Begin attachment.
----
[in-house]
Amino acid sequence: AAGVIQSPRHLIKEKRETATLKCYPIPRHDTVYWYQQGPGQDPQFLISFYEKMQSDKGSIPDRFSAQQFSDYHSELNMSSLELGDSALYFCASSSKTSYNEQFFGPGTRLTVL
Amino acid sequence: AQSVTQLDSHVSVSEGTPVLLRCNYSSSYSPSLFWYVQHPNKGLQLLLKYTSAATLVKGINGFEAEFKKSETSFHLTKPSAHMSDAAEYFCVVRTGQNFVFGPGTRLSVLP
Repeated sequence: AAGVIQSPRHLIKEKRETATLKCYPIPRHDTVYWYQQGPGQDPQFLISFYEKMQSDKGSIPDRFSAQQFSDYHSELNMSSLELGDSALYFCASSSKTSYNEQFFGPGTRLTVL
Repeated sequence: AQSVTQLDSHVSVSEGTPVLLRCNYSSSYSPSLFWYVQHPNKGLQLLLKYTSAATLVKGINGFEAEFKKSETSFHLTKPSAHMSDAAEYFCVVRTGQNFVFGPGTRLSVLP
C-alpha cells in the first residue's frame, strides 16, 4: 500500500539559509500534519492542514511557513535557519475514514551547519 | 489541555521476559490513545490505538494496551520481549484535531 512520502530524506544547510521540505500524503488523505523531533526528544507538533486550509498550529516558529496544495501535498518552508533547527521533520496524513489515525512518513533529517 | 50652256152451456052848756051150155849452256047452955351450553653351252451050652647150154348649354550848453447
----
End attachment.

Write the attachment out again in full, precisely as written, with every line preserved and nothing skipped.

[in-house]
Amino acid sequence: AAGVIQSPRHLIKEKRETATLKCYPIPRHDTVYWYQQGPGQDPQFLISFYEKMQSDKGSIPDRFSAQQFSDYHSELNMSSLELGDSALYFCASSSKTSYNEQFFGPGTRLTVL
Amino acid sequence: AQSVTQLDSHVSVSEGTPVLLRCNYSSSYSPSLFWYVQHPNKGLQLLLKYTSAATLVKGINGFEAEFKKSETSFHLTKPSAHMSDAAEYFCVVRTGQNFVFGPGTRLSVLP
Repeated sequence: AAGVIQSPRHLIKEKRETATLKCYPIPRHDTVYWYQQGPGQDPQFLISFYEKMQSDKGSIPDRFSAQQFSDYHSELNMSSLELGDSALYFCASSSKTSYNEQFFGPGTRLTVL
Repeated sequence: AQSVTQLDSHVSVSEGTPVLLRCNYSSSYSPSLFWYVQHPNKGLQLLLKYTSAATLVKGINGFEAEFKKSETSFHLTKPSAHMSDAAEYFCVVRTGQNFVFGPGTRLSVLP
C-alpha cells in the first residue's frame, strides 16, 4: 500500500539559509500534519492542514511557513535557519475514514551547519 | 489541555521476559490513545490505538494496551520481549484535531 512520502530524506544547510521540505500524503488523505523531533526528544507538533486550509498550529516558529496544495501535498518552508533547527521533520496524513489515525512518513533529517 | 50652256152451456052848756051150155849452256047452955351450553653351252451050652647150154348649354550848453447